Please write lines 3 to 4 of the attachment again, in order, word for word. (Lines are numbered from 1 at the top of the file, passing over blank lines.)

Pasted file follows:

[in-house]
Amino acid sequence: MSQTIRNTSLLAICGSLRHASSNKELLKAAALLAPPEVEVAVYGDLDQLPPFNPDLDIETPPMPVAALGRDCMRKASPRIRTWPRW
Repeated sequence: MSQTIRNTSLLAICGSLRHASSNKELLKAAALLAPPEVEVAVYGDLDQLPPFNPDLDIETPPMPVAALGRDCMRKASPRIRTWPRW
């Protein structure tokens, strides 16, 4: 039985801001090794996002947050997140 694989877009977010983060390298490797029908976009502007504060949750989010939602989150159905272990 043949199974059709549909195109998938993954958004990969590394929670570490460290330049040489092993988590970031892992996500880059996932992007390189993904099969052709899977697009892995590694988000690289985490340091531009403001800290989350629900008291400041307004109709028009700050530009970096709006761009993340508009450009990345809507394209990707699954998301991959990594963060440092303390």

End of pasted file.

Repeated sequence: MSQTIRNTSLLAICGSLRHASSNKELLKAAALLAPPEVEVAVYGDLDQLPPFNPDLDIETPPMPVAALGRDCMRKASPRIRTWPRW
């Protein structure tokens, strides 16, 4: 039985801001090794996002947050997140 694989877009977010983060390298490797029908976009502007504060949750989010939602989150159905272990 043949199974059709549909195109998938993954958004990969590394929670570490460290330049040489092993988590970031892992996500880059996932992007390189993904099969052709899977697009892995590694988000690289985490340091531009403001800290989350629900008291400041307004109709028009700050530009970096709006761009993340508009450009990345809507394209990707699954998301991959990594963060440092303390």